Mark Zuckerberg ’06-’07 planned to spend his semester away from the College focusing on improvements to his popular networking site, thefacebook.com, while readying his next endeavor, Wirehog, for its long-awaited release. But any dreams of a stress-free semester were dashed on Sept. 2, when the founders of competitor ConnectU.com filed a lawsuit against his site and its five officers.
The suit asks the court to shut down the site and force Zuckerberg and thefacebook.com to turn over the profits resulting from his alleged breach of contract.
According to the complaint in the United States District Court for the District of Massachusetts, ConnectU LLC, formed by Divya K. Narendra ’04, Cameron S. H. Winklevoss ’04 and Tyler O. H. Winklevoss ’04, is seeking damages for Zuckerberg’s alleged theft of their idea—then called Harvard Connection—and his subsequent deception.
“This is a civil action for breach of contract, misappropriation of trade secrets, breach of fiduciary duty, unjust enrichment, intentional interference with prospective business advantage, breach of duty of good faith and fair dealing, and fraud arising out of Defendant’s... unauthorized use of Plaintiff’s source code and confidential business plans, and usurpation of business opportunity,” said the papers filed on behalf of ConnectU LLC, which estimate the as-yet-uncalculated damages incurred by Narendra and the Winklevosses to exceed $75,000.
The lawsuit further alleges that Zuckerberg exploited his access to the business model employed by ConnectU source code.
The trio of Pforzheimer House alums made similar claims in May when their site debuted with lackluster results in a market saturated by Zuckerberg’s product, citing several promises conveyed by him to finish the work expected of him on their site.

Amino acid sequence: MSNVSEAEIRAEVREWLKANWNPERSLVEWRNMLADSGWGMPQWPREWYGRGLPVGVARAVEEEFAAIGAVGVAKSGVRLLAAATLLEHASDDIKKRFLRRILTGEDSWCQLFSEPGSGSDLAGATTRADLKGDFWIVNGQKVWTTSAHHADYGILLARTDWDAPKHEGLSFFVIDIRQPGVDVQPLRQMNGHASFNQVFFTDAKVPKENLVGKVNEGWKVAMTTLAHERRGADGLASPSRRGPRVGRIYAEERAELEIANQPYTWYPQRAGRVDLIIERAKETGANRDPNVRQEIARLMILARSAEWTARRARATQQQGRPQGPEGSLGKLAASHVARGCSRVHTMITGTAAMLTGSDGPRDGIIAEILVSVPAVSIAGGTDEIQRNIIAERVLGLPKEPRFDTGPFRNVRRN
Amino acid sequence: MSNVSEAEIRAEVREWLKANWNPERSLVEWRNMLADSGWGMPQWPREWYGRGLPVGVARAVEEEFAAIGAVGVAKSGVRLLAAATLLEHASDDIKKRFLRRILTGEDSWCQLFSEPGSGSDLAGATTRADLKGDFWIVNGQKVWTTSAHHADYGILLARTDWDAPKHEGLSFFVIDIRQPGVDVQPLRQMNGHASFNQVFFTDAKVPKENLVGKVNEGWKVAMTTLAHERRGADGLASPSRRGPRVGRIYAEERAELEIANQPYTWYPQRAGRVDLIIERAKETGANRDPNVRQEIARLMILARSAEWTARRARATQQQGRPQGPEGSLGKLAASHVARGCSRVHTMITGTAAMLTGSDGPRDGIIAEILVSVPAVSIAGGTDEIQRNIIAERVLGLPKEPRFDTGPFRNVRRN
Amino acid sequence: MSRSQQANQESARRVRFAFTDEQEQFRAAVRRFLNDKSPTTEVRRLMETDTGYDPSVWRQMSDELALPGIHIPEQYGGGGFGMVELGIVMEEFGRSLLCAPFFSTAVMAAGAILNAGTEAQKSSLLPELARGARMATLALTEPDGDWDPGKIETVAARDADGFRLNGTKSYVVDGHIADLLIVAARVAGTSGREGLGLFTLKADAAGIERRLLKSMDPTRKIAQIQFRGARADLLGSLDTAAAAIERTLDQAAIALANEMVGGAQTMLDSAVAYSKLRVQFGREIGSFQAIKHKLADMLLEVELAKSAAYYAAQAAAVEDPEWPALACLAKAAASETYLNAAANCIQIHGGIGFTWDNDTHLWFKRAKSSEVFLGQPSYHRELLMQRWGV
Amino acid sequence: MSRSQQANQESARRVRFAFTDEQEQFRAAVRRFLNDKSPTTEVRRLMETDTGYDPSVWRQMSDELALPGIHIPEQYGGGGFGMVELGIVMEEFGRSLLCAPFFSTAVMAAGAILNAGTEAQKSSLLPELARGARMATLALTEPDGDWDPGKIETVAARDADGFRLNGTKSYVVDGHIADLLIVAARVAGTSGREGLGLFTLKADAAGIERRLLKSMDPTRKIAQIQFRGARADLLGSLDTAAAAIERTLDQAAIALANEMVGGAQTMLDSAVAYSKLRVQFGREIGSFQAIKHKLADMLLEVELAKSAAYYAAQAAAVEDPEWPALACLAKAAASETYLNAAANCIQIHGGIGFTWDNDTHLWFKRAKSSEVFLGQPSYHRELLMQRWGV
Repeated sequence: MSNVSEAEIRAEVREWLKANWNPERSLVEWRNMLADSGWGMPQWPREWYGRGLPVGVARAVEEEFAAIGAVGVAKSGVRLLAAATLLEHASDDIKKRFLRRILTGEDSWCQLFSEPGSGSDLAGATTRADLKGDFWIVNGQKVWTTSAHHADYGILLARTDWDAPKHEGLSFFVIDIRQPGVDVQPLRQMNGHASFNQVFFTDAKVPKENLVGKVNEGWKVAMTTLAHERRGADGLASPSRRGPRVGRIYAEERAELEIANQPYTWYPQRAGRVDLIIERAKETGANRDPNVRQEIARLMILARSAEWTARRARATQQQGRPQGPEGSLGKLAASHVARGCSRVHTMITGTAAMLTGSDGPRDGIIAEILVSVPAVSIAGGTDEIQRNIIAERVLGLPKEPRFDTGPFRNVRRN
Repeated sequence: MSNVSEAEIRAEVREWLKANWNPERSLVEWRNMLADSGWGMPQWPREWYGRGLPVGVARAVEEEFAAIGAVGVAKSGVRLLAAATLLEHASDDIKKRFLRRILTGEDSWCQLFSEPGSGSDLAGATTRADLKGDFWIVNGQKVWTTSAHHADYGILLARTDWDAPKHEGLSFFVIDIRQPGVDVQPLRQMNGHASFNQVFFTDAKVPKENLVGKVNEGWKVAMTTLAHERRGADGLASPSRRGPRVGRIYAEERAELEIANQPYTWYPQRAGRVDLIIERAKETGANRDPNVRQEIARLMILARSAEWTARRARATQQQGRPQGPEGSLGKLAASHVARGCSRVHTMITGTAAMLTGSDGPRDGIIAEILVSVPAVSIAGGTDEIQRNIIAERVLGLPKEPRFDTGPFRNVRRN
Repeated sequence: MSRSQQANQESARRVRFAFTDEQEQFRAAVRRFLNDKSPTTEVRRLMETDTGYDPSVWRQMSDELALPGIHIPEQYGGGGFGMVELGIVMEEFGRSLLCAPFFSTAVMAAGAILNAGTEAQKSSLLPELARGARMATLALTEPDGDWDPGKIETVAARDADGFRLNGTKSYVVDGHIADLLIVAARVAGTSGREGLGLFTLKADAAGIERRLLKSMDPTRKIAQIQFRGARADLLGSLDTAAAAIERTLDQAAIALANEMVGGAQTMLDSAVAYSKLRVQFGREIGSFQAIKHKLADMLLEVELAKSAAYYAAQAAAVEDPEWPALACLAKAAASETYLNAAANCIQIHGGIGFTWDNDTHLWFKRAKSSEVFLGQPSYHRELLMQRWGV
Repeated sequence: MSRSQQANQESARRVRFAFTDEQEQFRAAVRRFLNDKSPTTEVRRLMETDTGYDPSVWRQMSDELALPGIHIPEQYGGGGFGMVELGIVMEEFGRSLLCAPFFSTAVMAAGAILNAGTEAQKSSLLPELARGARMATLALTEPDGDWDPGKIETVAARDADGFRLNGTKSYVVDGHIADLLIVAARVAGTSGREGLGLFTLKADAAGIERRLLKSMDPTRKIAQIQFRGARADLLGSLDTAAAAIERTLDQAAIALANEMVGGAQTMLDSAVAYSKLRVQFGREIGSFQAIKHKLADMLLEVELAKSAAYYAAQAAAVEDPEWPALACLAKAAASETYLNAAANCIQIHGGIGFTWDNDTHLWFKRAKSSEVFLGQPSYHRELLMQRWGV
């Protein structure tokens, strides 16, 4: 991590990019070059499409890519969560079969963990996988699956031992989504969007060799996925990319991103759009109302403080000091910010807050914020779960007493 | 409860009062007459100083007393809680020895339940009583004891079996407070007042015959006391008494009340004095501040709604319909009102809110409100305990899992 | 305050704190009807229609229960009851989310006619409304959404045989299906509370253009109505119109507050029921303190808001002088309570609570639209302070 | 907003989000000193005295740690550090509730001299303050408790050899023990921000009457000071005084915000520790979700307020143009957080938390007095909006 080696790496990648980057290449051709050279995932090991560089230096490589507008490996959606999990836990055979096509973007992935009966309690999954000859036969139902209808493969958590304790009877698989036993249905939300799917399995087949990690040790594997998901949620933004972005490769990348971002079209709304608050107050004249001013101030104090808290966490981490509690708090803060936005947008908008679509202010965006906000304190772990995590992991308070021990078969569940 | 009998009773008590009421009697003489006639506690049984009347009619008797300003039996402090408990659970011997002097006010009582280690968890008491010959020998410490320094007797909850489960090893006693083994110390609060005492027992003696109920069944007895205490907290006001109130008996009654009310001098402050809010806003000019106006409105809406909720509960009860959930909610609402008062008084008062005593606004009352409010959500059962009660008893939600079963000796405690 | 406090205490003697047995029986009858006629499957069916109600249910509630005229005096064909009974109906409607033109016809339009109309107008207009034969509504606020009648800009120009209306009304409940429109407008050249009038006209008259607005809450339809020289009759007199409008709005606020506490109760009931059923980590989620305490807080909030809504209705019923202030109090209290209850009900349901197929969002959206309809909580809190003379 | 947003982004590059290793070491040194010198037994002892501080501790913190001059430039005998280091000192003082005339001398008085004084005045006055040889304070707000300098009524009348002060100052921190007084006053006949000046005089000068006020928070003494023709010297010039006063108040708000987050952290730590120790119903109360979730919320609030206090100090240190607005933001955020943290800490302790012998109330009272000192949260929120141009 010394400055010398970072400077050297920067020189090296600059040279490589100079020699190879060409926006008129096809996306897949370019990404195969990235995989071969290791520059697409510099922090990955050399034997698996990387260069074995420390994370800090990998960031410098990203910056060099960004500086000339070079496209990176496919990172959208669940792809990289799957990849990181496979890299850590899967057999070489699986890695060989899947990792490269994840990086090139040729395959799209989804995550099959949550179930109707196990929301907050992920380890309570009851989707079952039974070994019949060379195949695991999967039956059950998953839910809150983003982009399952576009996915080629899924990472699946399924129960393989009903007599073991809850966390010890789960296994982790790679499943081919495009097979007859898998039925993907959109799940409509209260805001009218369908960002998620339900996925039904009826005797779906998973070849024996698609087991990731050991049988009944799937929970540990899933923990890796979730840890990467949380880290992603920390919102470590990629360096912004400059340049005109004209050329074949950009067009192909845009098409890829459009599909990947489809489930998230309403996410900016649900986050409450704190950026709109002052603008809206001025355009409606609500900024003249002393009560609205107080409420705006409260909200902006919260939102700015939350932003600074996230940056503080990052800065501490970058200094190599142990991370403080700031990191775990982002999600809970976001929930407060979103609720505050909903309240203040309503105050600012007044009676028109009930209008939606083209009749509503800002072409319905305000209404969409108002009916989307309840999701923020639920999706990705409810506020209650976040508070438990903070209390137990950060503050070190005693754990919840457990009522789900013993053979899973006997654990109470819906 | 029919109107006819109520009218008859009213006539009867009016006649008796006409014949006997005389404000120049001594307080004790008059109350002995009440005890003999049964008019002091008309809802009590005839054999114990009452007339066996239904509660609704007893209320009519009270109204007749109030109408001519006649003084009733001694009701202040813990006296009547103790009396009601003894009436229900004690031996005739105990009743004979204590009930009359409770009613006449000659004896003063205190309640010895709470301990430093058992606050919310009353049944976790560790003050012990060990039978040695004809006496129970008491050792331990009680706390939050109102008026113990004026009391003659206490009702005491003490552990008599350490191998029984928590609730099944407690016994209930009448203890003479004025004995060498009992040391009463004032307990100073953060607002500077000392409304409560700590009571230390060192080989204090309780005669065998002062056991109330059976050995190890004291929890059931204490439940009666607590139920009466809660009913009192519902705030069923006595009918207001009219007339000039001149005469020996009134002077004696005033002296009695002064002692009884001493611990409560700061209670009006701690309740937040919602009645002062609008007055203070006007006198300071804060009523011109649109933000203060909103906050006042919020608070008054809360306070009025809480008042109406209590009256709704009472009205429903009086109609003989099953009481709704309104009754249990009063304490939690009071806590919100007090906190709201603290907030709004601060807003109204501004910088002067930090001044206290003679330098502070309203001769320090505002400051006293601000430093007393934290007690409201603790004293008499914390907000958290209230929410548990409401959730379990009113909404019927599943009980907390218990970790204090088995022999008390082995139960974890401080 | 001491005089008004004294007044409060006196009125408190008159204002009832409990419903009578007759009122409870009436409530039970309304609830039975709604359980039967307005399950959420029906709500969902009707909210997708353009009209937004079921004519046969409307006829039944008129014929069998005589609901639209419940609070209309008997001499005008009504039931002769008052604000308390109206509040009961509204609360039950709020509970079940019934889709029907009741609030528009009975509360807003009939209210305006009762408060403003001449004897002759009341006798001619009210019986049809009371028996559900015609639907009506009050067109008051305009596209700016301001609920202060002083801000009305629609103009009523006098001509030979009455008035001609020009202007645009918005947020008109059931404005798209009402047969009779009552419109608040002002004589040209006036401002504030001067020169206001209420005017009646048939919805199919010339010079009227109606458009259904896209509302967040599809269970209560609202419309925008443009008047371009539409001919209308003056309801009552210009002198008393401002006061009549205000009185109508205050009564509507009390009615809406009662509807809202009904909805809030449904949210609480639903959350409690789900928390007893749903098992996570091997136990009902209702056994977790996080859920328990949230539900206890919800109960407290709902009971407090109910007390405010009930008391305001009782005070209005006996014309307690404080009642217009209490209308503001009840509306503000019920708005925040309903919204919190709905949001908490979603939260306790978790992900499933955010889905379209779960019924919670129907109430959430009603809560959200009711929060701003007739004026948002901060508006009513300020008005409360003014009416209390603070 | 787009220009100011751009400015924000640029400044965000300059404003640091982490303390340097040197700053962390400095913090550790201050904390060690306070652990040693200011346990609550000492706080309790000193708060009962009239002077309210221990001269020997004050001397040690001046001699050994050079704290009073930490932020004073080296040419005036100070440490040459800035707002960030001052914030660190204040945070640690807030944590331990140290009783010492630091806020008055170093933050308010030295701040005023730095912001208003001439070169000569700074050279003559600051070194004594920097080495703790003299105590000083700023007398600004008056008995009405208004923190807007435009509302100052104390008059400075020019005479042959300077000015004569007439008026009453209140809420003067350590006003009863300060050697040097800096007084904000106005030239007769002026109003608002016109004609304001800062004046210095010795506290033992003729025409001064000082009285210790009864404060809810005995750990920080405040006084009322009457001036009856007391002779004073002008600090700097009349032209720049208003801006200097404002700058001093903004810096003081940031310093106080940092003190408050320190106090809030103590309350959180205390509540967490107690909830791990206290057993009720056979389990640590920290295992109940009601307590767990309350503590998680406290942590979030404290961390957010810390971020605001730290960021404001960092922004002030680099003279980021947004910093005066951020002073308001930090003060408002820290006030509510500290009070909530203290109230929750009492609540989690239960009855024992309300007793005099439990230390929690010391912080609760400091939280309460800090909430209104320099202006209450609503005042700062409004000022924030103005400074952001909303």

Those claims were modified slightly in ConnectU LLC’s lawsuit, however, arguing that “Zuckerberg’s pledges of commitment to Plaintiff, his acceptance of the Harvard Connection Code, his access to and acceptance of ConnectU’s proprietary and confidential business management information and procedures, his understanding that he would be compensated when the website was successful, and his ability to highlight his work on the site to potential employers created a contract, a duty of good faith and fair dealing, and a fiduciary relationship between Defendant Zuckerberg and ConnectU.”
Though the two sides’ respective views of their affiliation did not match up in May, neither camp went so far as to label the partnership contractually binding.
Zuckerberg, for his part, viewed his participation in ConnectU’s development as “informal,” contributing less than a day’s work, then quitting when the project yielded few appreciable results.
ConnectU, under the impression that Zuckerberg was “part of the team,” admitted that, though there were benefits to be derived from his participation, his was not a paid position.
“He’d become a partner if we’d enter into a corporate agreement and he’d be able to reap any benefits from the site,” Cameron Winklevoss said in May. “It wasn’t as if we told him to build this site and then would have said good-bye, get out....He never asked for compensation, but we would have been happy to pay for his services.”
Because neither Narendra nor the Winklevosses are fluent in the requisite programming language, ConnectU had hired salaried employees prior to Zuckerberg’s involvement.
After exhausting all means of remediation available to them at Harvard, including a petition for a hearing with the College’s Administrative Board and a personal audience with President Lawrence H. Summers, the ConnectU team ruled out a lawsuit in a May interview, citing the financial burden such action would necessarily impose. But after more than three months—and a rate of expansion demonstrably slower to that of Zuckerberg’s site—Narendra and the Winklevosses retained the counsel of Finnegan, Henderson, Farabow, Garrett and Dunner, L.L.P for ConnectU LLC. The firm is a national leader in the practice of intellectual property law, according to Christopher R. Hughes ’06, spokesperson for thefacebook.com and one of five named defendants.
Hughes said that though thefacebook.com retains a lawyer as standard practice, the nature of ConnectU’s claims has forced the site and its administrators to hire a similarly specialized firm—an expense Zuckerberg anticipates will cost the site $100,000, Hughes said.
“I think one also has to realize lawsuits cost quite a lot of money and this is...not going to be a small price,” Hughes said. “I think that might be part of [ConnectU’s] strategy.”